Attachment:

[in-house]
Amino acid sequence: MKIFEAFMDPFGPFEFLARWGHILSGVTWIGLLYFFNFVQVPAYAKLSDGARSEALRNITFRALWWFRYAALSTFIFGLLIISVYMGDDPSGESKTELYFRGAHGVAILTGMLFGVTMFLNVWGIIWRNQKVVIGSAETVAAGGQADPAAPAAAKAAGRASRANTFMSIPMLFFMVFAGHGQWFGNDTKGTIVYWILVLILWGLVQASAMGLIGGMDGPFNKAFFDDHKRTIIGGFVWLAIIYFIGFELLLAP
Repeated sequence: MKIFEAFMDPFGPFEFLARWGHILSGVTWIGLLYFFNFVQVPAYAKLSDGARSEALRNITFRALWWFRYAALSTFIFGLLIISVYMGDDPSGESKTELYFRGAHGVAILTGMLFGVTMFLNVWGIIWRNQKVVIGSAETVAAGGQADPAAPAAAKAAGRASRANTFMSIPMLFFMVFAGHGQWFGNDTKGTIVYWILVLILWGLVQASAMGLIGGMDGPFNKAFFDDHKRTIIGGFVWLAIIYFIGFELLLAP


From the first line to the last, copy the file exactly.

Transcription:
[in-house]
Amino acid sequence: MKIFEAFMDPFGPFEFLARWGHILSGVTWIGLLYFFNFVQVPAYAKLSDGARSEALRNITFRALWWFRYAALSTFIFGLLIISVYMGDDPSGESKTELYFRGAHGVAILTGMLFGVTMFLNVWGIIWRNQKVVIGSAETVAAGGQADPAAPAAAKAAGRASRANTFMSIPMLFFMVFAGHGQWFGNDTKGTIVYWILVLILWGLVQASAMGLIGGMDGPFNKAFFDDHKRTIIGGFVWLAIIYFIGFELLLAP
Repeated sequence: MKIFEAFMDPFGPFEFLARWGHILSGVTWIGLLYFFNFVQVPAYAKLSDGARSEALRNITFRALWWFRYAALSTFIFGLLIISVYMGDDPSGESKTELYFRGAHGVAILTGMLFGVTMFLNVWGIIWRNQKVVIGSAETVAAGGQADPAAPAAAKAAGRASRANTFMSIPMLFFMVFAGHGQWFGNDTKGTIVYWILVLILWGLVQASAMGLIGGMDGPFNKAFFDDHKRTIIGGFVWLAIIYFIGFELLLAP